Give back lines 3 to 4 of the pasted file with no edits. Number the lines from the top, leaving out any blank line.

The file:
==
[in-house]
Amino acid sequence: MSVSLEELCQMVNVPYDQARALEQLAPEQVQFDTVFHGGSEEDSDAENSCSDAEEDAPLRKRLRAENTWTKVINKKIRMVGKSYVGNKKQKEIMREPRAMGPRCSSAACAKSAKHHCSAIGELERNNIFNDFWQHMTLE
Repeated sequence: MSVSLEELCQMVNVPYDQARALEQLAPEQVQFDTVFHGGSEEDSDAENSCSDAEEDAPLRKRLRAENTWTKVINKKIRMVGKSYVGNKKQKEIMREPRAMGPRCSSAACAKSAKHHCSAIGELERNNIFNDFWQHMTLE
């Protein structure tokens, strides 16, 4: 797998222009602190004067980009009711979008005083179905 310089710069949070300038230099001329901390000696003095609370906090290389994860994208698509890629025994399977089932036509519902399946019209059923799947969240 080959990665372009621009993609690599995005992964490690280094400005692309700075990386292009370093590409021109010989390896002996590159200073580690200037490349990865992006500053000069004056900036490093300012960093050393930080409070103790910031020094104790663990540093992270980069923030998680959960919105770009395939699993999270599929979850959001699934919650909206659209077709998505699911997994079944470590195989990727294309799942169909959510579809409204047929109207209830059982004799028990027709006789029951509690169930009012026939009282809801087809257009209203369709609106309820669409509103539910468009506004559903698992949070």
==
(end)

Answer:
Repeated sequence: MSVSLEELCQMVNVPYDQARALEQLAPEQVQFDTVFHGGSEEDSDAENSCSDAEEDAPLRKRLRAENTWTKVINKKIRMVGKSYVGNKKQKEIMREPRAMGPRCSSAACAKSAKHHCSAIGELERNNIFNDFWQHMTLE
């Protein structure tokens, strides 16, 4: 797998222009602190004067980009009711979008005083179905 310089710069949070300038230099001329901390000696003095609370906090290389994860994208698509890629025994399977089932036509519902399946019209059923799947969240 080959990665372009621009993609690599995005992964490690280094400005692309700075990386292009370093590409021109010989390896002996590159200073580690200037490349990865992006500053000069004056900036490093300012960093050393930080409070103790910031020094104790663990540093992270980069923030998680959960919105770009395939699993999270599929979850959001699934919650909206659209077709998505699911997994079944470590195989990727294309799942169909959510579809409204047929109207209830059982004799028990027709006789029951509690169930009012026939009282809801087809257009209203369709609106309820669409509103539910468009506004559903698992949070």